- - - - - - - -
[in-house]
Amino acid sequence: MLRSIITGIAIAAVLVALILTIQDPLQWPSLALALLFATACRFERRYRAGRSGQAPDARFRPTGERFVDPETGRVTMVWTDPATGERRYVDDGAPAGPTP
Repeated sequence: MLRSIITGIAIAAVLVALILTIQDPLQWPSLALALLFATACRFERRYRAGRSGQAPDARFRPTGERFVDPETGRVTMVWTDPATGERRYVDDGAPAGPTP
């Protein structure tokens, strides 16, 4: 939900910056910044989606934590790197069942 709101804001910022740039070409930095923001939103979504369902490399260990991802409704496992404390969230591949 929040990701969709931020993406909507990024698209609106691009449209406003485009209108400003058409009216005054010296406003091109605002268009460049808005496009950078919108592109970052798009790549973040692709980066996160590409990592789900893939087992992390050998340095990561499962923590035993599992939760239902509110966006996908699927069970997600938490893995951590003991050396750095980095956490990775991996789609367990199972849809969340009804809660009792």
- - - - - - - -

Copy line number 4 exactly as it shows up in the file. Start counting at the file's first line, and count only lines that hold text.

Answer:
């Protein structure tokens, strides 16, 4: 939900910056910044989606934590790197069942 709101804001910022740039070409930095923001939103979504369902490399260990991802409704496992404390969230591949 929040990701969709931020993406909507990024698209609106691009449209406003485009209108400003058409009216005054010296406003091109605002268009460049808005496009950078919108592109970052798009790549973040692709980066996160590409990592789900893939087992992390050998340095990561499962923590035993599992939760239902509110966006996908699927069970997600938490893995951590003991050396750095980095956490990775991996789609367990199972849809969340009804809660009792």